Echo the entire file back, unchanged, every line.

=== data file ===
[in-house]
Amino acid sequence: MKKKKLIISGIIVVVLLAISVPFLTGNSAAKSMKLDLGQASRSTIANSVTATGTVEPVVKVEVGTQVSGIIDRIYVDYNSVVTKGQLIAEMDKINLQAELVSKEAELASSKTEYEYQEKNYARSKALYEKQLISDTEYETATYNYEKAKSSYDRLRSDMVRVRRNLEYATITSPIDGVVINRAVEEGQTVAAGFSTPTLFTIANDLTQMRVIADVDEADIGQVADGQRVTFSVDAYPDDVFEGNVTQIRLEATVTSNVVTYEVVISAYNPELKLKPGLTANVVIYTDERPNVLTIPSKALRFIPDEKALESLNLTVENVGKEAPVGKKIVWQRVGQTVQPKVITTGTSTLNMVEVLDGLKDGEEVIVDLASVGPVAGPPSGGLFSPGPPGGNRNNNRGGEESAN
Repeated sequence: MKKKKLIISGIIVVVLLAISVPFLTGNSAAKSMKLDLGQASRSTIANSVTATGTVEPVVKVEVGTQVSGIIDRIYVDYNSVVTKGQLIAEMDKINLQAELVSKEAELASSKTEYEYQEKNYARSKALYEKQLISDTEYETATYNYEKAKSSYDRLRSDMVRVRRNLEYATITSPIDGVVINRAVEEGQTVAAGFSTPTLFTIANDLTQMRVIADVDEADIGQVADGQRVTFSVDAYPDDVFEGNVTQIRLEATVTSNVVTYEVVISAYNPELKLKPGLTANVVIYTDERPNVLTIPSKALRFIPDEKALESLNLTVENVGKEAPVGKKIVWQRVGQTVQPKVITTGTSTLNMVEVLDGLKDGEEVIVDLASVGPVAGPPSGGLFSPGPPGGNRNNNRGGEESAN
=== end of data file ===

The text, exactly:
[in-house]
Amino acid sequence: MKKKKLIISGIIVVVLLAISVPFLTGNSAAKSMKLDLGQASRSTIANSVTATGTVEPVVKVEVGTQVSGIIDRIYVDYNSVVTKGQLIAEMDKINLQAELVSKEAELASSKTEYEYQEKNYARSKALYEKQLISDTEYETATYNYEKAKSSYDRLRSDMVRVRRNLEYATITSPIDGVVINRAVEEGQTVAAGFSTPTLFTIANDLTQMRVIADVDEADIGQVADGQRVTFSVDAYPDDVFEGNVTQIRLEATVTSNVVTYEVVISAYNPELKLKPGLTANVVIYTDERPNVLTIPSKALRFIPDEKALESLNLTVENVGKEAPVGKKIVWQRVGQTVQPKVITTGTSTLNMVEVLDGLKDGEEVIVDLASVGPVAGPPSGGLFSPGPPGGNRNNNRGGEESAN
Repeated sequence: MKKKKLIISGIIVVVLLAISVPFLTGNSAAKSMKLDLGQASRSTIANSVTATGTVEPVVKVEVGTQVSGIIDRIYVDYNSVVTKGQLIAEMDKINLQAELVSKEAELASSKTEYEYQEKNYARSKALYEKQLISDTEYETATYNYEKAKSSYDRLRSDMVRVRRNLEYATITSPIDGVVINRAVEEGQTVAAGFSTPTLFTIANDLTQMRVIADVDEADIGQVADGQRVTFSVDAYPDDVFEGNVTQIRLEATVTSNVVTYEVVISAYNPELKLKPGLTANVVIYTDERPNVLTIPSKALRFIPDEKALESLNLTVENVGKEAPVGKKIVWQRVGQTVQPKVITTGTSTLNMVEVLDGLKDGEEVIVDLASVGPVAGPPSGGLFSPGPPGGNRNNNRGGEESAN